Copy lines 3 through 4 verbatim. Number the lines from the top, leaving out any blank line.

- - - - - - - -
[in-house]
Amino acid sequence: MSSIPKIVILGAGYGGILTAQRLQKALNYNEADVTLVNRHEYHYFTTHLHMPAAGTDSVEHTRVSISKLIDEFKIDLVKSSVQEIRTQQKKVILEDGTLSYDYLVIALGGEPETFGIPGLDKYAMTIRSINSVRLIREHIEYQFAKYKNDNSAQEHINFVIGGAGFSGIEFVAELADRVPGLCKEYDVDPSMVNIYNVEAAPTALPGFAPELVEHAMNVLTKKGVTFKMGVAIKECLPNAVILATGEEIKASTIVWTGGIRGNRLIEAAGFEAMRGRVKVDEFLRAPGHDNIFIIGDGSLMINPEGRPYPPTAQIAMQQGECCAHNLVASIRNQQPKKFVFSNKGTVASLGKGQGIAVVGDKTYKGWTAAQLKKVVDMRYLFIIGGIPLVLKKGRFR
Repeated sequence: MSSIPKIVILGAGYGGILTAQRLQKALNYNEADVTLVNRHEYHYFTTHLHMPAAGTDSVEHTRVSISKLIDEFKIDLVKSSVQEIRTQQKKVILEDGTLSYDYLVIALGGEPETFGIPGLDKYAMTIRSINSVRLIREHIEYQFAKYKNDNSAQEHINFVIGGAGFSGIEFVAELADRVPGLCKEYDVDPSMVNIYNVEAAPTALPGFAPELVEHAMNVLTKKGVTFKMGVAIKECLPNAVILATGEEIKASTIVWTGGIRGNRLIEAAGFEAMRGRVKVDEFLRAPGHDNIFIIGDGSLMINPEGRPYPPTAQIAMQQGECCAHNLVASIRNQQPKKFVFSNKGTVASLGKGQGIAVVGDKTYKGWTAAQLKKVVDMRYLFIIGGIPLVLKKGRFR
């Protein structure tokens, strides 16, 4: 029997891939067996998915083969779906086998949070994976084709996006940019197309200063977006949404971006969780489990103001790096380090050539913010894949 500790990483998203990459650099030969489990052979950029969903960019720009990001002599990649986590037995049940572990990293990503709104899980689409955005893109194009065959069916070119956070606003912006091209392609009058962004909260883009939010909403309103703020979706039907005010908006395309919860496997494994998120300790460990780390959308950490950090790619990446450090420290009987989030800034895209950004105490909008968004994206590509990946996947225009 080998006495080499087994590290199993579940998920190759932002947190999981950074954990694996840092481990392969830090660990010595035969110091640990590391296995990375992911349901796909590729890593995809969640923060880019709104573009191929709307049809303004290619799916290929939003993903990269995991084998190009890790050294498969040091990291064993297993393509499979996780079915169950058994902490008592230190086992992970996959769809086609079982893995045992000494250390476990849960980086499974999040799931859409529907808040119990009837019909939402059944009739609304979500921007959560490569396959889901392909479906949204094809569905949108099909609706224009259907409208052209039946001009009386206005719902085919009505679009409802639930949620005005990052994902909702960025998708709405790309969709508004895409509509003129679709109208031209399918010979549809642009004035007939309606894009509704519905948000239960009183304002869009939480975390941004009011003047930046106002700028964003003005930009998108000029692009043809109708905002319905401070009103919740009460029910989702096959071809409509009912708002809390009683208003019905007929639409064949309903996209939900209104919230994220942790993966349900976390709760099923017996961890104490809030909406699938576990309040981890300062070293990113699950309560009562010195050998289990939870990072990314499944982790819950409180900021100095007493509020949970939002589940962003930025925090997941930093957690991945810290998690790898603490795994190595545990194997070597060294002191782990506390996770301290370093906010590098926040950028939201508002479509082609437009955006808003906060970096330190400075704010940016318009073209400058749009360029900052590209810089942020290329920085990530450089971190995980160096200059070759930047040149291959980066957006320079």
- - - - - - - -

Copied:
Repeated sequence: MSSIPKIVILGAGYGGILTAQRLQKALNYNEADVTLVNRHEYHYFTTHLHMPAAGTDSVEHTRVSISKLIDEFKIDLVKSSVQEIRTQQKKVILEDGTLSYDYLVIALGGEPETFGIPGLDKYAMTIRSINSVRLIREHIEYQFAKYKNDNSAQEHINFVIGGAGFSGIEFVAELADRVPGLCKEYDVDPSMVNIYNVEAAPTALPGFAPELVEHAMNVLTKKGVTFKMGVAIKECLPNAVILATGEEIKASTIVWTGGIRGNRLIEAAGFEAMRGRVKVDEFLRAPGHDNIFIIGDGSLMINPEGRPYPPTAQIAMQQGECCAHNLVASIRNQQPKKFVFSNKGTVASLGKGQGIAVVGDKTYKGWTAAQLKKVVDMRYLFIIGGIPLVLKKGRFR
């Protein structure tokens, strides 16, 4: 029997891939067996998915083969779906086998949070994976084709996006940019197309200063977006949404971006969780489990103001790096380090050539913010894949 500790990483998203990459650099030969489990052979950029969903960019720009990001002599990649986590037995049940572990990293990503709104899980689409955005893109194009065959069916070119956070606003912006091209392609009058962004909260883009939010909403309103703020979706039907005010908006395309919860496997494994998120300790460990780390959308950490950090790619990446450090420290009987989030800034895209950004105490909008968004994206590509990946996947225009 080998006495080499087994590290199993579940998920190759932002947190999981950074954990694996840092481990392969830090660990010595035969110091640990590391296995990375992911349901796909590729890593995809969640923060880019709104573009191929709307049809303004290619799916290929939003993903990269995991084998190009890790050294498969040091990291064993297993393509499979996780079915169950058994902490008592230190086992992970996959769809086609079982893995045992000494250390476990849960980086499974999040799931859409529907808040119990009837019909939402059944009739609304979500921007959560490569396959889901392909479906949204094809569905949108099909609706224009259907409208052209039946001009009386206005719902085919009505679009409802639930949620005005990052994902909702960025998708709405790309969709508004895409509509003129679709109208031209399918010979549809642009004035007939309606894009509704519905948000239960009183304002869009939480975390941004009011003047930046106002700028964003003005930009998108000029692009043809109708905002319905401070009103919740009460029910989702096959071809409509009912708002809390009683208003019905007929639409064949309903996209939900209104919230994220942790993966349900976390709760099923017996961890104490809030909406699938576990309040981890300062070293990113699950309560009562010195050998289990939870990072990314499944982790819950409180900021100095007493509020949970939002589940962003930025925090997941930093957690991945810290998690790898603490795994190595545990194997070597060294002191782990506390996770301290370093906010590098926040950028939201508002479509082609437009955006808003906060970096330190400075704010940016318009073209400058749009360029900052590209810089942020290329920085990530450089971190995980160096200059070759930047040149291959980066957006320079």